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  • Systematic review
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Seldom heard voices: a meta-narrative systematic review of Aboriginal and Torres Strait Islander peoples healthcare experiences



It is well established that Aboriginal and Torres Strait Islander populations face considerable health inequities, exacerbated by poorer healthcare quality. Patient experience is recognised as a major contributing factor to healthcare quality and outcomes, therefore, enriched knowledge of the patient experiences of Aboriginal and Torres Strait Islander populations is critical to redress health inequities. This review synthesises evidence of the healthcare experiences amongst Aboriginal and Torres Strait Islander patients through a metanarrative synthesis of qualitative literature.


A systematic search strategy was developed and applied to six electronic databases between January 2000 and July 2019. Titles and abstracts were screened before applying the inclusion criteria to full text articles. A meta-narrative synthesis was undertaken.


Fifty-four publications were identified from four research traditions; each with a unique conceptualisation of patient experience. Three themes emerged that demonstrate Aboriginal and Torres Strait Islander patient experiences are informed by 1) beliefs about wellbeing and healthcare provision, 2) their level of trust in the healthcare system, and 3) individual and community health system interactions. The findings highlight a range of aspects of patient experience that were important to participating Aboriginal and Torres Strait Islanders in the included studies but not captured currently in health system surveys.


This review highlights the influence of beliefs about health and wellbeing on the patient experience amongst Aboriginal and Torres Strait Islander populations in the Australian health system. Patient experiences were informed by past experience and their trust in the health system. The different factors influencing patient experience and the gravity of their influence must be considered in current approaches to capturing patient experience data collection methods.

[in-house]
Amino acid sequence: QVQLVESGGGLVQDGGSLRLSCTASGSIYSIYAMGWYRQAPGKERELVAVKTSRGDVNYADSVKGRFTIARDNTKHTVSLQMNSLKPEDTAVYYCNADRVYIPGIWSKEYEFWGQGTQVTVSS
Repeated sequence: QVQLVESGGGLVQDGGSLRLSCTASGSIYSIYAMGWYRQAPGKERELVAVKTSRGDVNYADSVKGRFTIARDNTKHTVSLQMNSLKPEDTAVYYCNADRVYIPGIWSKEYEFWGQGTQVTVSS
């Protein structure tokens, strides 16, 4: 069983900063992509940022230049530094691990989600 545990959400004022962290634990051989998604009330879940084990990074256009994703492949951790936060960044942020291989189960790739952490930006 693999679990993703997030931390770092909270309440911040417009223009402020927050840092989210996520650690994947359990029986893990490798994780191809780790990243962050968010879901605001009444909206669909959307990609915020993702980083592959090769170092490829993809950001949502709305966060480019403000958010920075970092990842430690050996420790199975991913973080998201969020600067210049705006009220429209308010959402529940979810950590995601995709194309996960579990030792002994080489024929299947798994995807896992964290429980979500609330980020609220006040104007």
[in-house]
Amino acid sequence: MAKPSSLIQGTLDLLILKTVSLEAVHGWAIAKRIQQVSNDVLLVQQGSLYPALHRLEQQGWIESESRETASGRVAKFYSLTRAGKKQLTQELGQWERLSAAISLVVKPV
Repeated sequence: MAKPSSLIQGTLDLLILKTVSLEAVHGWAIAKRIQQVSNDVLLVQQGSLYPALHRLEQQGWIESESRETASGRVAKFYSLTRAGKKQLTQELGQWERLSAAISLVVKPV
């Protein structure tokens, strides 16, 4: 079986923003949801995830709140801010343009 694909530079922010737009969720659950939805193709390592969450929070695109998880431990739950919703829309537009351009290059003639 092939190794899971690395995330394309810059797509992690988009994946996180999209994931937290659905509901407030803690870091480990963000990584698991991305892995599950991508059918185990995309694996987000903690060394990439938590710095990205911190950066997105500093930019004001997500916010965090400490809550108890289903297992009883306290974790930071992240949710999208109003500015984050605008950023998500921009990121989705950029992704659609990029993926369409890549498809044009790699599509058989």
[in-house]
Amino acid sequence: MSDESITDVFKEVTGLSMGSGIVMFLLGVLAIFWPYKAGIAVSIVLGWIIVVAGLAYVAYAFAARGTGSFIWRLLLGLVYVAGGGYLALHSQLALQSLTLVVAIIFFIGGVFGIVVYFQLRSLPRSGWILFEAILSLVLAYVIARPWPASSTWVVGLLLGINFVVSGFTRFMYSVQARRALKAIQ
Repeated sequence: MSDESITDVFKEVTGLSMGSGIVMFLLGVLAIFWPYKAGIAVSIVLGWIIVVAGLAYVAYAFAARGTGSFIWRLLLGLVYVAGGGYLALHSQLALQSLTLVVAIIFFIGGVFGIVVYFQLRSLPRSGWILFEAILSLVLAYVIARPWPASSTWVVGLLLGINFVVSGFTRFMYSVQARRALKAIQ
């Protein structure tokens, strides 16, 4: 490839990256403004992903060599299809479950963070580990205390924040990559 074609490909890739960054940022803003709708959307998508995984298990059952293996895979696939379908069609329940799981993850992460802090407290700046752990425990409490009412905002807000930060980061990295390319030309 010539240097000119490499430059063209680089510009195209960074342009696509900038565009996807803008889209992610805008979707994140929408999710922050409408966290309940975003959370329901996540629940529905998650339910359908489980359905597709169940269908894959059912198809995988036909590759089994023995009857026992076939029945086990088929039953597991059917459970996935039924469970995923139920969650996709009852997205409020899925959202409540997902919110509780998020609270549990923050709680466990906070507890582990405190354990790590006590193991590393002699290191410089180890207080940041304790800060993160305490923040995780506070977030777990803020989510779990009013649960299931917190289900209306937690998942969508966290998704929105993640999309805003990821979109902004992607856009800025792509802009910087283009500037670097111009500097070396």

Trial registration

PROSPERO (ID: CRD42019134765).


It is well established that Aboriginal and Torres Strait Islander populations face considerable health inequities [1,2,3,4,5]. One of the largest demonstrated inequity gaps in life expectancy in the world exists between Aboriginal and Torres Strait Islander and non-Indigenous Australians; with inter- and intra-ethnic disparity between those within these populations driven by factors such as socio-economic determinants [2]. Many reports published on this inequity conclude that improving patient experience will lead to better health outcomes [1, 3,4,5].

The term ‘patient experience’ describes the sum of all emotional and physical lived experiences that an individual has as they interact with the health system throughout the continuum of their care [6, 7]. These experiences include both the direct and non-direct, clinical and non-clinical interactions and are filtered through their world view [8, 9]. Individual’s expectations regarding the autonomy they have in their care and of their health outcomes also contribute to experience data [10].

Knowledge of patient (and carer) experience is widely considered as central to enhancing healthcare quality and safety [11,12,13]. Positive patient experiences are associated with higher healthcare quality, with these data making a key contribution to understanding and therefore mitigating potential safety risks [14]. Many health systems globally have therefore adopted national or organisational assessment of patient experience through large-scale survey programs to assess system performance [14,15,16,17].